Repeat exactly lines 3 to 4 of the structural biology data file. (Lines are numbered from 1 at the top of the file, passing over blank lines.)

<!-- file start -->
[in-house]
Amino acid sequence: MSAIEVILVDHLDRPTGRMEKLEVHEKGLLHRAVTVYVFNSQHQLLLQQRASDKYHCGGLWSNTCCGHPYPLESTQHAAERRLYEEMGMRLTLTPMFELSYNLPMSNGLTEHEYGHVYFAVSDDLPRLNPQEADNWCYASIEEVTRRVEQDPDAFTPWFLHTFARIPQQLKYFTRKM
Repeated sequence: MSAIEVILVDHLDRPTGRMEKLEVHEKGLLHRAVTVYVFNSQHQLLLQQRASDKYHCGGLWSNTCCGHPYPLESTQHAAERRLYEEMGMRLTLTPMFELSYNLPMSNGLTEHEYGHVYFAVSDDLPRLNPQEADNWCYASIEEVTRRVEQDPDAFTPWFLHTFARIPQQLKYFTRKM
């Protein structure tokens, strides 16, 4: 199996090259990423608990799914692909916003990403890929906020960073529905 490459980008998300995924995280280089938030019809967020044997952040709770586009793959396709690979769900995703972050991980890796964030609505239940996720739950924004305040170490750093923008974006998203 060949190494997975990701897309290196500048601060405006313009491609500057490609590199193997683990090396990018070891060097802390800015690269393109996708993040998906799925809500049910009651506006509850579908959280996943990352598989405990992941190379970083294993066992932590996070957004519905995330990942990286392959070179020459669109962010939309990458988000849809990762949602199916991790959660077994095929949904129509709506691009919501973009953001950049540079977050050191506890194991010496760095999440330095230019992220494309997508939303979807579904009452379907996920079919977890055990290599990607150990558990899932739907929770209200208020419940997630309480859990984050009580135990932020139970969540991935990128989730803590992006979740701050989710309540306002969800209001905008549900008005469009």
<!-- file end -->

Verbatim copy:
Repeated sequence: MSAIEVILVDHLDRPTGRMEKLEVHEKGLLHRAVTVYVFNSQHQLLLQQRASDKYHCGGLWSNTCCGHPYPLESTQHAAERRLYEEMGMRLTLTPMFELSYNLPMSNGLTEHEYGHVYFAVSDDLPRLNPQEADNWCYASIEEVTRRVEQDPDAFTPWFLHTFARIPQQLKYFTRKM
């Protein structure tokens, strides 16, 4: 199996090259990423608990799914692909916003990403890929906020960073529905 490459980008998300995924995280280089938030019809967020044997952040709770586009793959396709690979769900995703972050991980890796964030609505239940996720739950924004305040170490750093923008974006998203 060949190494997975990701897309290196500048601060405006313009491609500057490609590199193997683990090396990018070891060097802390800015690269393109996708993040998906799925809500049910009651506006509850579908959280996943990352598989405990992941190379970083294993066992932590996070957004519905995330990942990286392959070179020459669109962010939309990458988000849809990762949602199916991790959660077994095929949904129509709506691009919501973009953001950049540079977050050191506890194991010496760095999440330095230019992220494309997508939303979807579904009452379907996920079919977890055990290599990607150990558990899932739907929770209200208020419940997630309480859990984050009580135990932020139970969540991935990128989730803590992006979740701050989710309540306002969800209001905008549900008005469009």